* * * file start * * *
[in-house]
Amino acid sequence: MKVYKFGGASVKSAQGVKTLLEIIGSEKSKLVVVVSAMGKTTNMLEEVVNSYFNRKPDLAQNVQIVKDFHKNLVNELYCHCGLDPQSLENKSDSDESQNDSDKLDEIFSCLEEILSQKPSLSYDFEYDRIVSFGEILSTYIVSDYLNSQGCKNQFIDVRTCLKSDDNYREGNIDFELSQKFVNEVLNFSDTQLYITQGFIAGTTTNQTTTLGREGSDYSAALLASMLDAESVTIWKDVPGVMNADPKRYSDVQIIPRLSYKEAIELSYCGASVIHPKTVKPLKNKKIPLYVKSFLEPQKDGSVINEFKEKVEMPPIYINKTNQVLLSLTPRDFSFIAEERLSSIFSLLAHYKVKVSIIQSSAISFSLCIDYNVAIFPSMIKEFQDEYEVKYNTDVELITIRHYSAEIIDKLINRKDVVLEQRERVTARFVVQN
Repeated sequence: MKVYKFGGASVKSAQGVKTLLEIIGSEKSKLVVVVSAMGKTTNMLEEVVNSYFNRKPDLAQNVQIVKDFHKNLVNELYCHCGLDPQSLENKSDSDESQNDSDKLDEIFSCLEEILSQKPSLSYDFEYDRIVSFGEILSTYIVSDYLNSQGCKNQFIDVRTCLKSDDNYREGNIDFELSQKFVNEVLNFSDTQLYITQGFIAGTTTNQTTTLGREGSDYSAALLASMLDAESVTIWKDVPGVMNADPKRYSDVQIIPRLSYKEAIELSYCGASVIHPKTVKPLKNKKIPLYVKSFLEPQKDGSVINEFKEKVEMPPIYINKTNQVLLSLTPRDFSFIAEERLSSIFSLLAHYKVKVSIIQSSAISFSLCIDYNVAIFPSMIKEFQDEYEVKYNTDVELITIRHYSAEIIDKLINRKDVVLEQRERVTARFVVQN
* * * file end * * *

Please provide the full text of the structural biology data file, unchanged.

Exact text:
[in-house]
Amino acid sequence: MKVYKFGGASVKSAQGVKTLLEIIGSEKSKLVVVVSAMGKTTNMLEEVVNSYFNRKPDLAQNVQIVKDFHKNLVNELYCHCGLDPQSLENKSDSDESQNDSDKLDEIFSCLEEILSQKPSLSYDFEYDRIVSFGEILSTYIVSDYLNSQGCKNQFIDVRTCLKSDDNYREGNIDFELSQKFVNEVLNFSDTQLYITQGFIAGTTTNQTTTLGREGSDYSAALLASMLDAESVTIWKDVPGVMNADPKRYSDVQIIPRLSYKEAIELSYCGASVIHPKTVKPLKNKKIPLYVKSFLEPQKDGSVINEFKEKVEMPPIYINKTNQVLLSLTPRDFSFIAEERLSSIFSLLAHYKVKVSIIQSSAISFSLCIDYNVAIFPSMIKEFQDEYEVKYNTDVELITIRHYSAEIIDKLINRKDVVLEQRERVTARFVVQN
Repeated sequence: MKVYKFGGASVKSAQGVKTLLEIIGSEKSKLVVVVSAMGKTTNMLEEVVNSYFNRKPDLAQNVQIVKDFHKNLVNELYCHCGLDPQSLENKSDSDESQNDSDKLDEIFSCLEEILSQKPSLSYDFEYDRIVSFGEILSTYIVSDYLNSQGCKNQFIDVRTCLKSDDNYREGNIDFELSQKFVNEVLNFSDTQLYITQGFIAGTTTNQTTTLGREGSDYSAALLASMLDAESVTIWKDVPGVMNADPKRYSDVQIIPRLSYKEAIELSYCGASVIHPKTVKPLKNKKIPLYVKSFLEPQKDGSVINEFKEKVEMPPIYINKTNQVLLSLTPRDFSFIAEERLSSIFSLLAHYKVKVSIIQSSAISFSLCIDYNVAIFPSMIKEFQDEYEVKYNTDVELITIRHYSAEIIDKLINRKDVVLEQRERVTARFVVQN